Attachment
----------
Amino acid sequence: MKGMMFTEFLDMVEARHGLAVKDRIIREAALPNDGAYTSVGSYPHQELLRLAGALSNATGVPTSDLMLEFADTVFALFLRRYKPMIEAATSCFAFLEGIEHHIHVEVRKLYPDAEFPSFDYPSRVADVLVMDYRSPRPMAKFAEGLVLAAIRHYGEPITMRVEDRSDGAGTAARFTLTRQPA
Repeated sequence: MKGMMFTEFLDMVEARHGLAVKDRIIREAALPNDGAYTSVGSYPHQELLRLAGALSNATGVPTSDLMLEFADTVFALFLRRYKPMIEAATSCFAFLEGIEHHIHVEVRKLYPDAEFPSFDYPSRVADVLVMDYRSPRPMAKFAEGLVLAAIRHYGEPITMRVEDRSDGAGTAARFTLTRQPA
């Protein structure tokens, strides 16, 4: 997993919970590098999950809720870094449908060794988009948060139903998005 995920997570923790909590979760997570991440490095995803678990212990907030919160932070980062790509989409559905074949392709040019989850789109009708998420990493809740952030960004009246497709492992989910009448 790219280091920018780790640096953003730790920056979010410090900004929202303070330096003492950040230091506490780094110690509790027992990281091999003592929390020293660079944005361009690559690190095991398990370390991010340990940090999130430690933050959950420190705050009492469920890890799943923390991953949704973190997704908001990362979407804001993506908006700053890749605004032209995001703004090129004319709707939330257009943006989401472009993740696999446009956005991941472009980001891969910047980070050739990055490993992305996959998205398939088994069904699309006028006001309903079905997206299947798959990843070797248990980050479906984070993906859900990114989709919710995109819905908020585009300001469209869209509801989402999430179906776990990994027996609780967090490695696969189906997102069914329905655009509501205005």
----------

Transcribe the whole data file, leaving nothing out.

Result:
Amino acid sequence: MKGMMFTEFLDMVEARHGLAVKDRIIREAALPNDGAYTSVGSYPHQELLRLAGALSNATGVPTSDLMLEFADTVFALFLRRYKPMIEAATSCFAFLEGIEHHIHVEVRKLYPDAEFPSFDYPSRVADVLVMDYRSPRPMAKFAEGLVLAAIRHYGEPITMRVEDRSDGAGTAARFTLTRQPA
Repeated sequence: MKGMMFTEFLDMVEARHGLAVKDRIIREAALPNDGAYTSVGSYPHQELLRLAGALSNATGVPTSDLMLEFADTVFALFLRRYKPMIEAATSCFAFLEGIEHHIHVEVRKLYPDAEFPSFDYPSRVADVLVMDYRSPRPMAKFAEGLVLAAIRHYGEPITMRVEDRSDGAGTAARFTLTRQPA
């Protein structure tokens, strides 16, 4: 997993919970590098999950809720870094449908060794988009948060139903998005 995920997570923790909590979760997570991440490095995803678990212990907030919160932070980062790509989409559905074949392709040019989850789109009708998420990493809740952030960004009246497709492992989910009448 790219280091920018780790640096953003730790920056979010410090900004929202303070330096003492950040230091506490780094110690509790027992990281091999003592929390020293660079944005361009690559690190095991398990370390991010340990940090999130430690933050959950420190705050009492469920890890799943923390991953949704973190997704908001990362979407804001993506908006700053890749605004032209995001703004090129004319709707939330257009943006989401472009993740696999446009956005991941472009980001891969910047980070050739990055490993992305996959998205398939088994069904699309006028006001309903079905997206299947798959990843070797248990980050479906984070993906859900990114989709919710995109819905908020585009300001469209869209509801989402999430179906776990990994027996609780967090490695696969189906997102069914329905655009509501205005």